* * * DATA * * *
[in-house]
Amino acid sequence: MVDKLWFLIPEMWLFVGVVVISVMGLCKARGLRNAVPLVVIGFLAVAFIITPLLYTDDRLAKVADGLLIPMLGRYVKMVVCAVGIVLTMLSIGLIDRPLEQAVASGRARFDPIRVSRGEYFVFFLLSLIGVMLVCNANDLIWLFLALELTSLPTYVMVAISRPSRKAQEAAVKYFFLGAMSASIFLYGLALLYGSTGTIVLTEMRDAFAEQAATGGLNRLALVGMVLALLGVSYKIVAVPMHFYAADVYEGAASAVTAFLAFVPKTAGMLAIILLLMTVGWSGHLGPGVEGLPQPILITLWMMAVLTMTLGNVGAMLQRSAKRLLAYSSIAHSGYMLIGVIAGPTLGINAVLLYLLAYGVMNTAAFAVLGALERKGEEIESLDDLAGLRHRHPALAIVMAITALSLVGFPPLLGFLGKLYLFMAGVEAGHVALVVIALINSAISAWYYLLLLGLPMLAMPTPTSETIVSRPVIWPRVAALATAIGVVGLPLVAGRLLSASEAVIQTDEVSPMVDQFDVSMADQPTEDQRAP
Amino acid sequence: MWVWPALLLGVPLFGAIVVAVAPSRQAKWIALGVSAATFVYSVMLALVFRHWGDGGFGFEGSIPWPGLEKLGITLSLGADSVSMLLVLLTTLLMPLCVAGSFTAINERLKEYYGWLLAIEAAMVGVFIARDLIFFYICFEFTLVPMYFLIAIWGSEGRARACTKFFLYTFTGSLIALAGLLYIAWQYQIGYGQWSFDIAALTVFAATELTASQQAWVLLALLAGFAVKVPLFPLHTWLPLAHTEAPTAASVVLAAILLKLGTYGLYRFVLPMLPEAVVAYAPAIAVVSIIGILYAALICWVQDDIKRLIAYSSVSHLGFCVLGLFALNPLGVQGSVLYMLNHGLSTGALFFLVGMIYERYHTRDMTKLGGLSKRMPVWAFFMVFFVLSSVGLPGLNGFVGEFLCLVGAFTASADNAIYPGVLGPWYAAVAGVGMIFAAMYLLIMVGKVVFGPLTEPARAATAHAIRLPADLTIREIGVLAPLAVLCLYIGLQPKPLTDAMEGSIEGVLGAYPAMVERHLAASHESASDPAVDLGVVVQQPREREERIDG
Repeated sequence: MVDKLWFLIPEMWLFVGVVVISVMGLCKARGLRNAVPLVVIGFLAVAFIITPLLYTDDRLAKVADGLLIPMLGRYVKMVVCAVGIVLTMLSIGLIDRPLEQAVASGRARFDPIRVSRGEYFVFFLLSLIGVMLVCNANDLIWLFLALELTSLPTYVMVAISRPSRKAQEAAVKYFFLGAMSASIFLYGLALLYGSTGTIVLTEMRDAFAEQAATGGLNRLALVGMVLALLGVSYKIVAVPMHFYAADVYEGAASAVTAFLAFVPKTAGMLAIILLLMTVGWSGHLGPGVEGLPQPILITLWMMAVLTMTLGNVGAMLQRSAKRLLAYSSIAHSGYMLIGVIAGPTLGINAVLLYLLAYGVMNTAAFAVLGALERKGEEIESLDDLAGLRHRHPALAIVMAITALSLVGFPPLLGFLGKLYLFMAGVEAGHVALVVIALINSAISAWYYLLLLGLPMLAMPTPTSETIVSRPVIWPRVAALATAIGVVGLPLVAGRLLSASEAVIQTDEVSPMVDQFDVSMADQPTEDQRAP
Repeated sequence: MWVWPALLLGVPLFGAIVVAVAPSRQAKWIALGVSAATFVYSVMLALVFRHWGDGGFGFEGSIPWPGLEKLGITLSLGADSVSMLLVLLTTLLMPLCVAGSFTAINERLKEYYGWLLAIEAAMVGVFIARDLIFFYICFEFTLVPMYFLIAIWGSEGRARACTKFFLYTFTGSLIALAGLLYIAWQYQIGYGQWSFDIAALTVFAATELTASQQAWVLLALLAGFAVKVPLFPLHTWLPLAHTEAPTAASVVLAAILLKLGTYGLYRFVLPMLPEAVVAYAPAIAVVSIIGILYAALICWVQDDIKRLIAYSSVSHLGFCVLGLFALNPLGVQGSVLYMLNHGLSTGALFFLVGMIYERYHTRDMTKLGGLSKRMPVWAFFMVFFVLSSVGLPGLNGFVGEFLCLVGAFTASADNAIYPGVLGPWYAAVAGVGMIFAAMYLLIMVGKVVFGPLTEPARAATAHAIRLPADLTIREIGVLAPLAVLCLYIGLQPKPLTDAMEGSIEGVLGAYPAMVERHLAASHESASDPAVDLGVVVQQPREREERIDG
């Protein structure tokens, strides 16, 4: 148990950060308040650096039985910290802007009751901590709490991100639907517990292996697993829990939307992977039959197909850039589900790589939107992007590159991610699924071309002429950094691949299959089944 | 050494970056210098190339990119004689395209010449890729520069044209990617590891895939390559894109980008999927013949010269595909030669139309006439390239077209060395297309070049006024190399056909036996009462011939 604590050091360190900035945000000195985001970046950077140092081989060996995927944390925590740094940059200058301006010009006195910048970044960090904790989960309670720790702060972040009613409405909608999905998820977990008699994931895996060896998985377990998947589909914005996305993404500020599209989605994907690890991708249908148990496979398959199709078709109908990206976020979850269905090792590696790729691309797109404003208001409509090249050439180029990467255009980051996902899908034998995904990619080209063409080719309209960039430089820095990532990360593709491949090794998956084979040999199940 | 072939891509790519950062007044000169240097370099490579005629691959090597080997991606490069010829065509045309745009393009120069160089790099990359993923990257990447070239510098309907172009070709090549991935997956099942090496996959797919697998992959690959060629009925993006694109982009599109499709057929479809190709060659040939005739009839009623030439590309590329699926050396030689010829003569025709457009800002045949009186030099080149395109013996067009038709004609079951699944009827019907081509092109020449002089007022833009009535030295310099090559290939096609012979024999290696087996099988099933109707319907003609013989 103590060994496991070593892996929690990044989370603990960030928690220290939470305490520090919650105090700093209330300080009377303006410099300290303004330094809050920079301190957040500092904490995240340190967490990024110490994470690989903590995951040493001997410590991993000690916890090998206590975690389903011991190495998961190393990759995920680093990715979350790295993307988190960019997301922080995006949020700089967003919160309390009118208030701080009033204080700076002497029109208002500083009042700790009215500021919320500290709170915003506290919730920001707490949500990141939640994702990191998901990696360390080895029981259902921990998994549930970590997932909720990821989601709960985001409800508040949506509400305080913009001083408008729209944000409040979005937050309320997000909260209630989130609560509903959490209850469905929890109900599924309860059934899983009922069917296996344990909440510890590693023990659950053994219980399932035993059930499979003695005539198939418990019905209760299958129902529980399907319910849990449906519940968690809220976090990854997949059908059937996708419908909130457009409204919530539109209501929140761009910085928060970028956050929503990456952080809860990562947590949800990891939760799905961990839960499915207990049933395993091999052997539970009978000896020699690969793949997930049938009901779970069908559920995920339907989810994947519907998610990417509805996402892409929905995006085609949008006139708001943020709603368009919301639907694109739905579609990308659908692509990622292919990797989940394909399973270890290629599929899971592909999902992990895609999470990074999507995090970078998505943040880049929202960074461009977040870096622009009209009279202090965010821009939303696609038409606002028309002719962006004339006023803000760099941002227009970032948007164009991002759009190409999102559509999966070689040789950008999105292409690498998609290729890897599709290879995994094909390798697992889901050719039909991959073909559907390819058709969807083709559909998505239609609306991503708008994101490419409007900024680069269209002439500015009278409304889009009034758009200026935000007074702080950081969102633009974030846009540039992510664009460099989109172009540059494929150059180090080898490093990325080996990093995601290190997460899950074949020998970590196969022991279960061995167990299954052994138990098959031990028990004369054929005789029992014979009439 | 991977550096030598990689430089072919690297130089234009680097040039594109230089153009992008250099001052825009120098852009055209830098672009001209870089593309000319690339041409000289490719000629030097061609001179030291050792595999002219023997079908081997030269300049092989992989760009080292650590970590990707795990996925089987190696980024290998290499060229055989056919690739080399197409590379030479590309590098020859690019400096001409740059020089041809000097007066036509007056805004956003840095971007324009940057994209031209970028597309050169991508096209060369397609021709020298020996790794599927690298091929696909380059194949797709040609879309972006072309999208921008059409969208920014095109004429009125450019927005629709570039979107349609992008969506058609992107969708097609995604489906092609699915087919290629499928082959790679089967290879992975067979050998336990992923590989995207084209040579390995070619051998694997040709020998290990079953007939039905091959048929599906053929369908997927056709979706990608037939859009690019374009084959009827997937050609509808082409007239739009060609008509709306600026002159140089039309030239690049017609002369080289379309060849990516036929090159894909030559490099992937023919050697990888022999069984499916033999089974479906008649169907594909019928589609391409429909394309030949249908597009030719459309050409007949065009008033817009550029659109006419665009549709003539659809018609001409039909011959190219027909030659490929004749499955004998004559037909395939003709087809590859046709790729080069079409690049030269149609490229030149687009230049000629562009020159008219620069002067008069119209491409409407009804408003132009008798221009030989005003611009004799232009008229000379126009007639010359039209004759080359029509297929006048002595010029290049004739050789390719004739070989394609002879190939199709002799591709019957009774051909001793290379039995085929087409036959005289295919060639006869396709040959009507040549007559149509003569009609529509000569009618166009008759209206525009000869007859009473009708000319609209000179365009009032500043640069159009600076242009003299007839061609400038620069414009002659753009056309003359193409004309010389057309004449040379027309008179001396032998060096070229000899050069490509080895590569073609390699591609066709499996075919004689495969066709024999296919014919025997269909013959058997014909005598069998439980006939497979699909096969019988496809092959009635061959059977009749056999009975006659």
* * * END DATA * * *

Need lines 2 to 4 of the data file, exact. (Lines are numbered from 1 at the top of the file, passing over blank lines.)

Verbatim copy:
Amino acid sequence: MVDKLWFLIPEMWLFVGVVVISVMGLCKARGLRNAVPLVVIGFLAVAFIITPLLYTDDRLAKVADGLLIPMLGRYVKMVVCAVGIVLTMLSIGLIDRPLEQAVASGRARFDPIRVSRGEYFVFFLLSLIGVMLVCNANDLIWLFLALELTSLPTYVMVAISRPSRKAQEAAVKYFFLGAMSASIFLYGLALLYGSTGTIVLTEMRDAFAEQAATGGLNRLALVGMVLALLGVSYKIVAVPMHFYAADVYEGAASAVTAFLAFVPKTAGMLAIILLLMTVGWSGHLGPGVEGLPQPILITLWMMAVLTMTLGNVGAMLQRSAKRLLAYSSIAHSGYMLIGVIAGPTLGINAVLLYLLAYGVMNTAAFAVLGALERKGEEIESLDDLAGLRHRHPALAIVMAITALSLVGFPPLLGFLGKLYLFMAGVEAGHVALVVIALINSAISAWYYLLLLGLPMLAMPTPTSETIVSRPVIWPRVAALATAIGVVGLPLVAGRLLSASEAVIQTDEVSPMVDQFDVSMADQPTEDQRAP
Amino acid sequence: MWVWPALLLGVPLFGAIVVAVAPSRQAKWIALGVSAATFVYSVMLALVFRHWGDGGFGFEGSIPWPGLEKLGITLSLGADSVSMLLVLLTTLLMPLCVAGSFTAINERLKEYYGWLLAIEAAMVGVFIARDLIFFYICFEFTLVPMYFLIAIWGSEGRARACTKFFLYTFTGSLIALAGLLYIAWQYQIGYGQWSFDIAALTVFAATELTASQQAWVLLALLAGFAVKVPLFPLHTWLPLAHTEAPTAASVVLAAILLKLGTYGLYRFVLPMLPEAVVAYAPAIAVVSIIGILYAALICWVQDDIKRLIAYSSVSHLGFCVLGLFALNPLGVQGSVLYMLNHGLSTGALFFLVGMIYERYHTRDMTKLGGLSKRMPVWAFFMVFFVLSSVGLPGLNGFVGEFLCLVGAFTASADNAIYPGVLGPWYAAVAGVGMIFAAMYLLIMVGKVVFGPLTEPARAATAHAIRLPADLTIREIGVLAPLAVLCLYIGLQPKPLTDAMEGSIEGVLGAYPAMVERHLAASHESASDPAVDLGVVVQQPREREERIDG
Repeated sequence: MVDKLWFLIPEMWLFVGVVVISVMGLCKARGLRNAVPLVVIGFLAVAFIITPLLYTDDRLAKVADGLLIPMLGRYVKMVVCAVGIVLTMLSIGLIDRPLEQAVASGRARFDPIRVSRGEYFVFFLLSLIGVMLVCNANDLIWLFLALELTSLPTYVMVAISRPSRKAQEAAVKYFFLGAMSASIFLYGLALLYGSTGTIVLTEMRDAFAEQAATGGLNRLALVGMVLALLGVSYKIVAVPMHFYAADVYEGAASAVTAFLAFVPKTAGMLAIILLLMTVGWSGHLGPGVEGLPQPILITLWMMAVLTMTLGNVGAMLQRSAKRLLAYSSIAHSGYMLIGVIAGPTLGINAVLLYLLAYGVMNTAAFAVLGALERKGEEIESLDDLAGLRHRHPALAIVMAITALSLVGFPPLLGFLGKLYLFMAGVEAGHVALVVIALINSAISAWYYLLLLGLPMLAMPTPTSETIVSRPVIWPRVAALATAIGVVGLPLVAGRLLSASEAVIQTDEVSPMVDQFDVSMADQPTEDQRAP